Setting of the story

Hi, I am writing a young adult story where they go to a fighting school (a made up school) and I would like to know if putting it in a real country or place makes it more interesting or if I should leave their location ambiguous.

Answer: You should always have a reason for the artistic choices you make that makes sense to you.

Assuming your story is set in the real world (not fantasy or science fiction) and contemporary (not historical or futuristic), then any location you choose for your fighting school will make a statement. Readers may take from it a particular political or cultural orientation.

For instance, setting the school in China or Japan would be an allusion to the history of these regions. The reader would make a very different set of assumptions if your school were set in Ireland, Israel, Russia, or Turkey.

Your setting might tip the reader off as to whose side you are on.

Similarly, putting the school at the heart of a current or former empire suggests a different political stance than setting it in an area famous for rebellion. It might say something about the school's founders -- who they were, what their beliefs were.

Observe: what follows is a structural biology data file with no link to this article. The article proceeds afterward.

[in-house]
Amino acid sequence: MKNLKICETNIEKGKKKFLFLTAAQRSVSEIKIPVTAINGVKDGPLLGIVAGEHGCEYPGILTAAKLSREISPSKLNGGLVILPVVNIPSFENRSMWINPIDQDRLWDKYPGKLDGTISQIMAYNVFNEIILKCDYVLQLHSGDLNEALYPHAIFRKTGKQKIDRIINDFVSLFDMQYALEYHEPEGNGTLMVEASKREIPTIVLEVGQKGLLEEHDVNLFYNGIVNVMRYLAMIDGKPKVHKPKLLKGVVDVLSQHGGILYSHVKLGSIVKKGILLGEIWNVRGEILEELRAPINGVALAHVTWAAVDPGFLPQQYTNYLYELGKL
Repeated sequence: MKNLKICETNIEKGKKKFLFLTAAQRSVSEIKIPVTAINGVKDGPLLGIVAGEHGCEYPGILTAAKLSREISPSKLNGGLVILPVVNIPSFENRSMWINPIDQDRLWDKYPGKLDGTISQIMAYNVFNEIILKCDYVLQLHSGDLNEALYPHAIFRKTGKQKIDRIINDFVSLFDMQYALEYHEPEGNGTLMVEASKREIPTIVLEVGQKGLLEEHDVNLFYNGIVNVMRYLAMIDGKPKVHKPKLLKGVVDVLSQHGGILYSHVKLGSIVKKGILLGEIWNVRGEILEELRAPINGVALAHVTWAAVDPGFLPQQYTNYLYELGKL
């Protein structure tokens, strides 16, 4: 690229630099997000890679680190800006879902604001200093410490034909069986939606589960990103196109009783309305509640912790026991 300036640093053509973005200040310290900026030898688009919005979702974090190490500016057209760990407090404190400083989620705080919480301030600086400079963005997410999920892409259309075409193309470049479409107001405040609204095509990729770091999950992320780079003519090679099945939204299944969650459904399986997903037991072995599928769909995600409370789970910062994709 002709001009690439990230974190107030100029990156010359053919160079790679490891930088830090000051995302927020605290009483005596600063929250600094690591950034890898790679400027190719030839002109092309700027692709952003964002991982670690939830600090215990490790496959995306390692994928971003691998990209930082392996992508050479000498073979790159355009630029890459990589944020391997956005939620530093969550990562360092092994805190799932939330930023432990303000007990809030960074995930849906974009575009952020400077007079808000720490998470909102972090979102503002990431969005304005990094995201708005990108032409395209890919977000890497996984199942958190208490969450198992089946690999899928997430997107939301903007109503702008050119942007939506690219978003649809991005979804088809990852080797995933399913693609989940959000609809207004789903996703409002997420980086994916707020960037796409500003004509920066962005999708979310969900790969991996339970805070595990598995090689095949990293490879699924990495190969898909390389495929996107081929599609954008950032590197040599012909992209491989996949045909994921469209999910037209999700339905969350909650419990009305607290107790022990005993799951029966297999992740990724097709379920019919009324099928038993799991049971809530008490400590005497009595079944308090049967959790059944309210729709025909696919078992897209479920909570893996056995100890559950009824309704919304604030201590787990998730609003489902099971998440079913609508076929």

On the other hand, putting the school in an unspecified location, or somewhere that has been historically neutral in most conflicts makes a different statement. It might suggest an organization that doesn't take sides or is on the side of the world rather than a specific faction.

If you know the values you want your school to stand for, they may suggest a location. Or you might want to do some research to find a spot that makes sense for your story.

Click here to post comments

Join in and submit your own question/topic! It's easy to do. How? Simply click here to return to Questions About Novel Writing.